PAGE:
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Kiln - Sunbox

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Artist: Kiln

Album: Sunbox

Label: Ghostly International

Review date: Aug. 2, 2004

While the dictionary definition for "kiln" reads "a furnace or oven for burning, baking, or drying something," this Michigan-based trio’s sound isn't that fiery. Kevin Hayes, Kirk Marrison, and Clark Rehberg III opt for subtlety through surreptitous use of melody and dynamics, taking the next step and processing their traditional sounds (drums, percussion, guitars, keyboards) on a computer to accentuate texture.

Sunbox, a half-hour mini-album of five tracks, offers a succinct introduction to the group's atmospheric style that's not quite post-rock but not quite ambient, either. Its bucolic qualities suggest folktronica minus the acoustic guitars. The opener "Royal Peppermint Forest" is as sweet as its title suggests, with its sing-song, nursery rhyme theme and soft bossa nova rhythm heard through a gauzy film of clicks and whirrs. The fuzzy blur not only gives the child-like theme a rougher edge but imbues it with a nostalgic aura, as if it were a melody heard decades ago, now filtered through the distorting blur of remembrance.

"Ghost" pursues a similar strategy, as its panning percussion patterns are likewise accompanied by a translucent hiss that shadows its soft tones, crackles, and surges. There’s a modicum of melody in the track, however, making it more of a quietly propulsive and textured mood piece. The same can be said of "Season," whose minimal wisps of melody make it the most skeletal of the five pieces.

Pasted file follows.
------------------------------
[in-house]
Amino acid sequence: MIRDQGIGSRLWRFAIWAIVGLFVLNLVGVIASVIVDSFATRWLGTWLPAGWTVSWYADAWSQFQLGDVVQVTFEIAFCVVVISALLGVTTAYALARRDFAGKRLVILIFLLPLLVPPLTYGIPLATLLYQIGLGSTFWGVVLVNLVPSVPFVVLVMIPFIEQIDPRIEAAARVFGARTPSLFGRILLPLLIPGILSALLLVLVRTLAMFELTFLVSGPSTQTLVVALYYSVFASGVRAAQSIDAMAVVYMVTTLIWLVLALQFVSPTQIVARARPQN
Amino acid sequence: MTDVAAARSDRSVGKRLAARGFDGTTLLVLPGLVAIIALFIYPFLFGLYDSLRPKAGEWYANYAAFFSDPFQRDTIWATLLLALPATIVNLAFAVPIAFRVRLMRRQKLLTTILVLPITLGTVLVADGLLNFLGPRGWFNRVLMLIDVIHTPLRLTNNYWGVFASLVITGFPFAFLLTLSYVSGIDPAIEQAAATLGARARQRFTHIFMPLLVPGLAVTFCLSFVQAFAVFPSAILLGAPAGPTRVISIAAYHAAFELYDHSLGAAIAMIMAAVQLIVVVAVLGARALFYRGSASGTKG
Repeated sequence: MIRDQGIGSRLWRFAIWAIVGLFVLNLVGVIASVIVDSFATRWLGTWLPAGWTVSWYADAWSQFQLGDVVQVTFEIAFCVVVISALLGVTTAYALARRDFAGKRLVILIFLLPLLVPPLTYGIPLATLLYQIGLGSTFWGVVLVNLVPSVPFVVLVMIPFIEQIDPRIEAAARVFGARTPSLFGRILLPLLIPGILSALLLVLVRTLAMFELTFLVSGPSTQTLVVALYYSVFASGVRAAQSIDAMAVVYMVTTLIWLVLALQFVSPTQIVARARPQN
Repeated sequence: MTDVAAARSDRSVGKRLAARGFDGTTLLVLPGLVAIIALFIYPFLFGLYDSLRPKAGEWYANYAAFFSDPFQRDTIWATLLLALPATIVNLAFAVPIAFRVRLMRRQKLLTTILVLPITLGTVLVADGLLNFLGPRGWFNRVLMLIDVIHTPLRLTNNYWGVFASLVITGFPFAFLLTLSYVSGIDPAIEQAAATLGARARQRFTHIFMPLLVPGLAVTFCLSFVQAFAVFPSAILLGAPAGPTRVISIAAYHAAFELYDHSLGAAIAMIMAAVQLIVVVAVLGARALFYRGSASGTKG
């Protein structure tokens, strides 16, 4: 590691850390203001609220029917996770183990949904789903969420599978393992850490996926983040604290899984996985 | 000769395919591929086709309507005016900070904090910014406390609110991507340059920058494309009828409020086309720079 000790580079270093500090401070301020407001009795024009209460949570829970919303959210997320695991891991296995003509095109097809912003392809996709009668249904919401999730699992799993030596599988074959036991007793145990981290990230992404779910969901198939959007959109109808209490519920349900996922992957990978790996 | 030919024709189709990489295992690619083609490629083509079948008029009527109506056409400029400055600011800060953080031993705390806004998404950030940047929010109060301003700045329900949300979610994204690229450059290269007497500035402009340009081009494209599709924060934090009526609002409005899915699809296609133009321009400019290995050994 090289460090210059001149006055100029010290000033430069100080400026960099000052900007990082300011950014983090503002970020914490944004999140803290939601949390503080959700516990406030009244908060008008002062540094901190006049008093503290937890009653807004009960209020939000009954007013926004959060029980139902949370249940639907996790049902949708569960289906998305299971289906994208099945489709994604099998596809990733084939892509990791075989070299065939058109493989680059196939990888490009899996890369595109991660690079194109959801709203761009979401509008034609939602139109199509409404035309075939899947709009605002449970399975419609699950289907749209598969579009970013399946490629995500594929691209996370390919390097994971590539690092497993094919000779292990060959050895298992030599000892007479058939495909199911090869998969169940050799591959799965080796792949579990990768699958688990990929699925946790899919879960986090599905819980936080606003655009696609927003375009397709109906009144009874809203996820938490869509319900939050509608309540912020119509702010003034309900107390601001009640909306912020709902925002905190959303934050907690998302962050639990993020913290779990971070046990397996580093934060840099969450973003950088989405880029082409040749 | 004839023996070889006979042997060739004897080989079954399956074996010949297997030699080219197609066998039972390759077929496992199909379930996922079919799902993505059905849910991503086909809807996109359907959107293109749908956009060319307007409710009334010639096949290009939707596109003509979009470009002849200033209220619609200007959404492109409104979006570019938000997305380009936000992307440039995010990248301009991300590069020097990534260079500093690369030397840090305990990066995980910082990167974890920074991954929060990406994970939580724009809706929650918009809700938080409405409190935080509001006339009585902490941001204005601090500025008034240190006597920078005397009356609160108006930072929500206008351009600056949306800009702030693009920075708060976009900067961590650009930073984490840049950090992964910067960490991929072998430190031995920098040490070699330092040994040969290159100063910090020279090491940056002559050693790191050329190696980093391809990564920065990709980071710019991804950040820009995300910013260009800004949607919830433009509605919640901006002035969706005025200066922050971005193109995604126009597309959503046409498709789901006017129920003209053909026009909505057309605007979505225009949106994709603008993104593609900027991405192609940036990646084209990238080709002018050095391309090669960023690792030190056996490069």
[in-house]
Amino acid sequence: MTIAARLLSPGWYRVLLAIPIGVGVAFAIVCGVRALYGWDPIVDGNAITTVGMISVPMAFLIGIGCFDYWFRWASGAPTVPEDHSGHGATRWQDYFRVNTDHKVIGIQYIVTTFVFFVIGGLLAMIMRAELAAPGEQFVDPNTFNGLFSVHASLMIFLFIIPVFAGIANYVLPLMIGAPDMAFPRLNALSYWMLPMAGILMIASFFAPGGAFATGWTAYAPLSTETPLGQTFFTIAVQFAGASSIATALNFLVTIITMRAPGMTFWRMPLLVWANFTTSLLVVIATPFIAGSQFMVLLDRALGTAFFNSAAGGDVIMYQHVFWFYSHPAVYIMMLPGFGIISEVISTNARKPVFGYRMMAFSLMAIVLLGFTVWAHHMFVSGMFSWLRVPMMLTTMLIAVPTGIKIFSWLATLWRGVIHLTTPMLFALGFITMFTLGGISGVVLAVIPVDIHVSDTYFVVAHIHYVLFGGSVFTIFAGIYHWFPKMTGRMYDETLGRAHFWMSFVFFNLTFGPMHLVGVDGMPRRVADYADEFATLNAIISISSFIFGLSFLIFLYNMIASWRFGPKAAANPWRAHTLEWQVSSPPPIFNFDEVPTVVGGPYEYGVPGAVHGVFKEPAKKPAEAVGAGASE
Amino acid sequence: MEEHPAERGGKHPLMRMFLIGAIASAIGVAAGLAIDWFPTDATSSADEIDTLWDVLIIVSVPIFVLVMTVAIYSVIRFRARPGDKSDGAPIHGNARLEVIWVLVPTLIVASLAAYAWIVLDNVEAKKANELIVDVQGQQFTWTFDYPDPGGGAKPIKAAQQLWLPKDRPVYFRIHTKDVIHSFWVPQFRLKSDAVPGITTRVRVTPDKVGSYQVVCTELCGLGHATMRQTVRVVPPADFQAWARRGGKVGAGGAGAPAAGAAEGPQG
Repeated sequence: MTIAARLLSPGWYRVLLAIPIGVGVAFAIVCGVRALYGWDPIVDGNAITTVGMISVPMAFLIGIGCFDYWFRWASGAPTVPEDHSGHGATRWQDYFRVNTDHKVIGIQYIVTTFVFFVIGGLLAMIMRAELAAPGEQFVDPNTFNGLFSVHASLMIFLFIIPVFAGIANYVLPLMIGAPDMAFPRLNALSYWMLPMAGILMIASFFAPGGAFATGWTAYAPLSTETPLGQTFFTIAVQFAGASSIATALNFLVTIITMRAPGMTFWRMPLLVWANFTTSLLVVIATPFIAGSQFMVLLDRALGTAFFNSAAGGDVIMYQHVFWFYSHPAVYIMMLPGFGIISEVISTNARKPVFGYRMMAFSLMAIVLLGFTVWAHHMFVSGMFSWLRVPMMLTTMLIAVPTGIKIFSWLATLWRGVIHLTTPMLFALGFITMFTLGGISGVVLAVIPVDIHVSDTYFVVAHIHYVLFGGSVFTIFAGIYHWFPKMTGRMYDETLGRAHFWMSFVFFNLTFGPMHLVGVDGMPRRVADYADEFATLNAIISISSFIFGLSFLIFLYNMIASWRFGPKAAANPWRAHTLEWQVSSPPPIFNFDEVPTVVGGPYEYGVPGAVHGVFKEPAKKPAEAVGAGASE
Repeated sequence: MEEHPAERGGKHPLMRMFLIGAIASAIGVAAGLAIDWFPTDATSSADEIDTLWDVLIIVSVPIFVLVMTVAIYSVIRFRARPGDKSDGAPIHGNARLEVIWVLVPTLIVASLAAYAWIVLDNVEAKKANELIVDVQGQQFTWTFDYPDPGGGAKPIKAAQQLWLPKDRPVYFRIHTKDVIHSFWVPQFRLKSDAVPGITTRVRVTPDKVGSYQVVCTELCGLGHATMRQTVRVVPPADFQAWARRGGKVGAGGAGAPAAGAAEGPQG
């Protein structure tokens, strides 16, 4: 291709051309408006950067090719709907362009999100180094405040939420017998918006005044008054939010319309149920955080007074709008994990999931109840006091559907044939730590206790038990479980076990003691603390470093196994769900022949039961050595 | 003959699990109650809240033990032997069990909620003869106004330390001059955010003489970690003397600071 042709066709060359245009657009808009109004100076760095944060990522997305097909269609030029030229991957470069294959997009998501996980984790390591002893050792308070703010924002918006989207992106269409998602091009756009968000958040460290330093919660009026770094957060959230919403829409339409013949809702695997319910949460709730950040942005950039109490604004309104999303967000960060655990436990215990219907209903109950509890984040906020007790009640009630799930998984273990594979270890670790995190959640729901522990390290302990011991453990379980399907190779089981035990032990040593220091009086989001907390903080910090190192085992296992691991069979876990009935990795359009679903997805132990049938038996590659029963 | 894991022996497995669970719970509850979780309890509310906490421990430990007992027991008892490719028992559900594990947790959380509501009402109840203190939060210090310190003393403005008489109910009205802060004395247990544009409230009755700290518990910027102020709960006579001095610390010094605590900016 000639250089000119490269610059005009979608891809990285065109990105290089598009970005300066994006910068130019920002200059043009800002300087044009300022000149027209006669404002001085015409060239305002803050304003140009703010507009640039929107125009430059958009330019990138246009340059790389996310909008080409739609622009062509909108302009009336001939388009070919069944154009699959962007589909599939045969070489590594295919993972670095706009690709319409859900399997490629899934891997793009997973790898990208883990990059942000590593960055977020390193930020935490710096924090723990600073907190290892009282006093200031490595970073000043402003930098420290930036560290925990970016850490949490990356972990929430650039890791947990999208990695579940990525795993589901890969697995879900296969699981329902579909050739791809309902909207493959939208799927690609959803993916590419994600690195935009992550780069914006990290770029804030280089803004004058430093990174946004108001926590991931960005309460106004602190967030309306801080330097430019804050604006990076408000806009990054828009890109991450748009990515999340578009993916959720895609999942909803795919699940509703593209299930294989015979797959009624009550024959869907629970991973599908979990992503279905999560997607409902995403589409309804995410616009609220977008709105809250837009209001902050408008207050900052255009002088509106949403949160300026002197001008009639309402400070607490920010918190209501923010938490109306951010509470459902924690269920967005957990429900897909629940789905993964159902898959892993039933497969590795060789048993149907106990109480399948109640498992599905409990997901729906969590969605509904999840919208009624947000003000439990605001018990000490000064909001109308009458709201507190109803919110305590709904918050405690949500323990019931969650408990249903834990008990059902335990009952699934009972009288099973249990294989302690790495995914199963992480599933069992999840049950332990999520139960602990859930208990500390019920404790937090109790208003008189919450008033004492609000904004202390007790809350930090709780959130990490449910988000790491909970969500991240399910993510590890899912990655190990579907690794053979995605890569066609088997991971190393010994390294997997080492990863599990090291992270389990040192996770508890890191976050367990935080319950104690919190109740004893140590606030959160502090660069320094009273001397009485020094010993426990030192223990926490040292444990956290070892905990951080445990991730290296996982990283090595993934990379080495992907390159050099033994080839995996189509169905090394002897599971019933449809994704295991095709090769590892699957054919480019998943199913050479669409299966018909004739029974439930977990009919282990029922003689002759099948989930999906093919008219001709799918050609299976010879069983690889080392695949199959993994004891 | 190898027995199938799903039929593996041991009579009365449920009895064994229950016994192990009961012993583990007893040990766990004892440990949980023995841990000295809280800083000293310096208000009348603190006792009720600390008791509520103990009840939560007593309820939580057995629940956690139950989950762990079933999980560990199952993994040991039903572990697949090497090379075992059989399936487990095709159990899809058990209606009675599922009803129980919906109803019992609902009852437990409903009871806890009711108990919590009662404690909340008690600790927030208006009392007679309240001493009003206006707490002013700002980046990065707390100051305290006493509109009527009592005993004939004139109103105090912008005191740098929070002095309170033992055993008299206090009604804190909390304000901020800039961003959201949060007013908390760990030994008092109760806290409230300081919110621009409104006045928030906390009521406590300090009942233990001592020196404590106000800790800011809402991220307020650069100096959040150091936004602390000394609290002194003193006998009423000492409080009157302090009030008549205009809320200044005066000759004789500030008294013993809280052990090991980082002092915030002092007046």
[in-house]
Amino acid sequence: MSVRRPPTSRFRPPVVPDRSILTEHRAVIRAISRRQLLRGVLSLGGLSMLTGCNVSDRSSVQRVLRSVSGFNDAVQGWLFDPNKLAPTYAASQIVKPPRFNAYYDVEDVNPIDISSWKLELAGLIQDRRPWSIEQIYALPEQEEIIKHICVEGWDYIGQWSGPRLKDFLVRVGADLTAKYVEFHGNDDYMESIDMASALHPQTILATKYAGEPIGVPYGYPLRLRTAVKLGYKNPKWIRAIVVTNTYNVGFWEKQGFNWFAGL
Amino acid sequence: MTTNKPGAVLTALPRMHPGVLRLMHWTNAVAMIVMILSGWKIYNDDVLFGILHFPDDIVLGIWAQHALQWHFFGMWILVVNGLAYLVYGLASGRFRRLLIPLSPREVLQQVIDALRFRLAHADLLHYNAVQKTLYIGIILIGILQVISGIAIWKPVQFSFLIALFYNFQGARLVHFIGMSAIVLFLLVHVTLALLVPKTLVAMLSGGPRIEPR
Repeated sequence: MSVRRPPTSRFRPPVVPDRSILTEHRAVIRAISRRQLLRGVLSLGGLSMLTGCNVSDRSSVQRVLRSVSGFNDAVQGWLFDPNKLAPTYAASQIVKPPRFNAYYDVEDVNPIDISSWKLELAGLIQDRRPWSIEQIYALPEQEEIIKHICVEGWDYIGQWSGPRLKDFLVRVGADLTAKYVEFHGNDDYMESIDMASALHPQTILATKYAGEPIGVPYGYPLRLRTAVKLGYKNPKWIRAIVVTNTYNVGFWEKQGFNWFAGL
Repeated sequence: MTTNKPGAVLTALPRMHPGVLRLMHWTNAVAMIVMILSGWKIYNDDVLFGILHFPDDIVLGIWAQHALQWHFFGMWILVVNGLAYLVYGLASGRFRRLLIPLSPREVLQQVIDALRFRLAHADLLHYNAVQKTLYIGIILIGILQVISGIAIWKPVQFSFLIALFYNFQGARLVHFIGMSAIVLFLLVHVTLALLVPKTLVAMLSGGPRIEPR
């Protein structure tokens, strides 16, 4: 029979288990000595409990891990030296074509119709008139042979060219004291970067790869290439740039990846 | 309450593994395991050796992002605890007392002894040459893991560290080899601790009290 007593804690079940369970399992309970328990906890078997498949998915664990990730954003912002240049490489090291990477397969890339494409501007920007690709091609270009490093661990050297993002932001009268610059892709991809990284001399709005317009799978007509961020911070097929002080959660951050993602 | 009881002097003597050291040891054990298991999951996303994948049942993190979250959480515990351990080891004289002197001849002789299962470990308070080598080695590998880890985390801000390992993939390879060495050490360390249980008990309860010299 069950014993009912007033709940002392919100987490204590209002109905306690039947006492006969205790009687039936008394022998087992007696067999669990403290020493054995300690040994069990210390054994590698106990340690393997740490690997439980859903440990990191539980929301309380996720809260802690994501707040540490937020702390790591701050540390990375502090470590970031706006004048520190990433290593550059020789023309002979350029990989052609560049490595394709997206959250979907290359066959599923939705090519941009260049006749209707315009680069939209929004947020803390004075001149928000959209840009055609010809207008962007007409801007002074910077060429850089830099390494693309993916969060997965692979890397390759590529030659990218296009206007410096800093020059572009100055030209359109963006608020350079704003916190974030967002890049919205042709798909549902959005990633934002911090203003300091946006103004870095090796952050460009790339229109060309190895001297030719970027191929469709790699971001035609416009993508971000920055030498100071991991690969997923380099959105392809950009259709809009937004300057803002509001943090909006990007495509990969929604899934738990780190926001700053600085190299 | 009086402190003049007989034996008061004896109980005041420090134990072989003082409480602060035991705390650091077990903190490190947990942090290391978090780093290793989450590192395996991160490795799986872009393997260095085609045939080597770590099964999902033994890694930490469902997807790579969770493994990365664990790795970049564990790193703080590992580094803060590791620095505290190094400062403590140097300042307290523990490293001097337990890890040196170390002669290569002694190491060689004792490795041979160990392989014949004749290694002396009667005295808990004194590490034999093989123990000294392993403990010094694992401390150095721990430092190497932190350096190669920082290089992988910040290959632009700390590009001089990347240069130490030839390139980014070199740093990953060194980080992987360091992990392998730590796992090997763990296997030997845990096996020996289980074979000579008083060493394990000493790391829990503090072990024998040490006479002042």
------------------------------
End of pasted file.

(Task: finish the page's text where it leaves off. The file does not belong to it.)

"Lux (RPF Rebuild)" suggests that it’s a version of the opener, but its vestige of melody is less overt. Again a nostalgic quality emerges, especially when most of the instruments drop out, allowing sounds of distant windswept waves to be heard. "Hong" is the longest track, the most epic in feel and closest to post-rock, if only for the stronger presence of guitar and drums. Kiln avoid the dynamic crescendos of Godspeed You! Black Emperor; although "Hong" begins ploddingly with heavy pounding drums, there are quieter moments of supple detail.

One might be tempted to align Kiln with Boards of Canada, especially on "Lux (RPF Rebuild)" and its ascending melodic cell. Kiln does distinguish itself, however, by striking an impressive balance between the seeming looseness of live playing and the deliberate and perhaps obsessive sound-sculpting made available by digital assembly methods.

By Ron Schepper

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